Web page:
Should We Think of Science as a Religion?

As evolutionary biologist David Sloan Wilson sees it:

The truth is regarded as sacred within science, more than within public life, with all the obedience commanded by the word sacred in religious life. Science can even be regarded as a religion that worships truth as its god. It might seem provocative to put it this way, but I find the comparison compelling and challenge my readers to show what’s wrong with it.
Here are some insights that emerge from viewing science as a religion that worships truth as its god. First, being a scientist is not natural. We evolved to adopt beliefs when they are useful, not when then they are true, so being a scientist requires resisting temptation, just as religious believers must resist temptation to achieve the ideals of their faiths. Second, the ideals of science can only be achieved by an entire cultural system. Simply exhorting people to respect the truth is not good enough, just as exhorting people to do unto others isn’t good enough. Third, science as practiced often falls short of the goals of science as idealized, just as religions as practiced fall short of the goals of religions as idealized.

Henry Gee, senior editor at Nature, finds this characterization of science highly misleading, arguing:

It is not the business of science to discover “truth,” because “truth” cannot be judged to be such, in any absolute way. To put it another way, were we to stumble upon the “truth” we could never know that we had done so.
What science is all about, in contrast, is the quantification of doubt.

And PZ Myers takes issue with the thesis entirely:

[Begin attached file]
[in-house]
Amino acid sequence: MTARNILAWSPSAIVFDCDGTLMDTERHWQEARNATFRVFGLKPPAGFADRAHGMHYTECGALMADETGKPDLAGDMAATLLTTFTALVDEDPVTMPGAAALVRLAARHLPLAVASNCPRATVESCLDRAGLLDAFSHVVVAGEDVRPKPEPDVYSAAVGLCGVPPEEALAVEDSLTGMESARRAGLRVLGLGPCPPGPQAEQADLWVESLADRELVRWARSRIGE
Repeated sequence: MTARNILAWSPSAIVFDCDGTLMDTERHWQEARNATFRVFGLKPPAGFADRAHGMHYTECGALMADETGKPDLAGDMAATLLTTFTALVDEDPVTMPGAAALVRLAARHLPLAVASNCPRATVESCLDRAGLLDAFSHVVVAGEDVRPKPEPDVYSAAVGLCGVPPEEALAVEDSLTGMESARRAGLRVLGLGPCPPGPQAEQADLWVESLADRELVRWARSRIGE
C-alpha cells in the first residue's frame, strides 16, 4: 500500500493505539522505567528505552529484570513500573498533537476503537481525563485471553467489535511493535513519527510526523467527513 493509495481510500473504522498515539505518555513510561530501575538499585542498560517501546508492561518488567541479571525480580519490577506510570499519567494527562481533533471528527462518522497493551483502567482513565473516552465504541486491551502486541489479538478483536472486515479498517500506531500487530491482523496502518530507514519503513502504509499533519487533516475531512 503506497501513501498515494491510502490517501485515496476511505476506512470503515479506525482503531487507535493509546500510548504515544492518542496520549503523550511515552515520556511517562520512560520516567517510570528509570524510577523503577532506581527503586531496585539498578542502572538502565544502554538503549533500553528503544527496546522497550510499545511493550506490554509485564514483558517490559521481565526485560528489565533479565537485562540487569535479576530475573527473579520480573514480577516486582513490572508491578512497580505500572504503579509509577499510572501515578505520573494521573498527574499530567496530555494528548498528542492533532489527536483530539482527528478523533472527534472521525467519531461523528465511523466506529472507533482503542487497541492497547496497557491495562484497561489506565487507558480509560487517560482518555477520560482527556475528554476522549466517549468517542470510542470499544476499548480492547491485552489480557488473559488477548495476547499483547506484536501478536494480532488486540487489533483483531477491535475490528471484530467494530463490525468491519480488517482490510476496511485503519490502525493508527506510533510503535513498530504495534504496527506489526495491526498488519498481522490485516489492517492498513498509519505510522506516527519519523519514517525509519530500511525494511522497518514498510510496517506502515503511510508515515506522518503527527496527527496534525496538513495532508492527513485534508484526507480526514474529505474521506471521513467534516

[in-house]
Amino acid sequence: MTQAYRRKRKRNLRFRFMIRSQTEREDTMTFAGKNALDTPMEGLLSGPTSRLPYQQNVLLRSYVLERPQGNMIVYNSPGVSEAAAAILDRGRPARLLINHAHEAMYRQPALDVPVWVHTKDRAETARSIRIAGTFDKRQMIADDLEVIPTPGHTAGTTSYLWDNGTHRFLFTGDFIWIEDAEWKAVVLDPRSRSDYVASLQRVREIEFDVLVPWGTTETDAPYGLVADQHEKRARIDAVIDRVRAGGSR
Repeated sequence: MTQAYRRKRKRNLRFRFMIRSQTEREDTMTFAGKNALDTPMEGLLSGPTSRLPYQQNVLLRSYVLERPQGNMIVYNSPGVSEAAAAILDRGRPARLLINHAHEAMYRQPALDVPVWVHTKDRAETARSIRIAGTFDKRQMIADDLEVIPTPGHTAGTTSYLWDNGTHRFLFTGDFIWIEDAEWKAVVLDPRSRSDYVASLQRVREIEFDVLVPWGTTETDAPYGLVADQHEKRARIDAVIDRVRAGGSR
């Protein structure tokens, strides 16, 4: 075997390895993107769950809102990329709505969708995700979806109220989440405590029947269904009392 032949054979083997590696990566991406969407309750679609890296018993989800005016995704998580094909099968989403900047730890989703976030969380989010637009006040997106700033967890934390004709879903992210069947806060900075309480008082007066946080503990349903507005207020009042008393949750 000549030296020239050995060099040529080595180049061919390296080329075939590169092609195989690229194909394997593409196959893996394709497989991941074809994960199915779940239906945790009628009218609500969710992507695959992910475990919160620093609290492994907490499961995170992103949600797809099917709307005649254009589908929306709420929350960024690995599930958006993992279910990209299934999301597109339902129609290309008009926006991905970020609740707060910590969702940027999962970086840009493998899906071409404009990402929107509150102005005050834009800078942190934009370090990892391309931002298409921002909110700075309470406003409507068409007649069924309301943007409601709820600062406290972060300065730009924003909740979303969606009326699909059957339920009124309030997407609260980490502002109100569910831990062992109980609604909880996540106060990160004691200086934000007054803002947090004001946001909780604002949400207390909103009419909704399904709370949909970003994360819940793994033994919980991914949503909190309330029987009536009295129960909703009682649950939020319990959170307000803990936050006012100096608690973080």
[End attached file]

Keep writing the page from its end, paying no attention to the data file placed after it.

Science isn’t a religion, period. It doesn’t worship anything. Science is a toolbox, and if you must stretch the metaphor even further, doubt is the crowbar we use to get at useful answers … but again, we don’t worship the crowbar. We admire it, can ooh and aaah over a particularly well-tricked-out crowbar, and we can relish opportunities to swing it, but it never, ever assumes the role of religion in our our lives.

Category: Debates

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  1. V. V. Raman says:

    Science as Religion

    David Sloan Wilson has drawn attention to a perspective from which (evolutionarily speaking) science may be regarded as another religion,

    However, it is good to remember that science and religion are both complex, and have various aspects.

    So there are overlapping and similar features, as well as non-overlapping and very dissimilar features.

    The following are five ways in which science may be regarded as a religion:

    (a) Religion is a quest, so is science.

    (b) Religions acknowledge the pioneers who paved the way, and so does science.

    (c) Religions is based on certain fundamental assumptions, and so is science.

    (d) Religions brings fulfillment to it practitioner, and so does science.

    (e) Religion grapples with some fundamental cosmic mysteries, and so does science.

    The following are five ways in which religion and science drastically differ:

    (a) Religion is a quest for spiritual knowledge/experience. Science is a quest for physical knowledge/understanding.

    (b) Religions accepts certain authorities and writings as infallible, subject utmost to differing interpretations. Science does not regard any person or publication is infallible.

    (c) The assumptions of religions include the existence of a supernatural realm. The assumptions of science exclude any supernatural realm.

    (d) Religions prescribe codes of behavior for its practitioners – and these may pertain to food, sexual activity, and days of observance. Science describes and tries to explain the perceived reality and does not prescribe any morality beyond being honest and truthful in the report of observational finds.

    (e) Religions are tied to geographical, cultural, and historical anchors. Science is trans-cultural and trans-national.

    The differences between science and religion should not be forgotten, not only because of their divergent epistemology and methodology, but also in the interest of maintaining their respective integrity.

    V. V. Raman
    Author of “Truth and Tension in Science and Religion.”
    October 29, 2009

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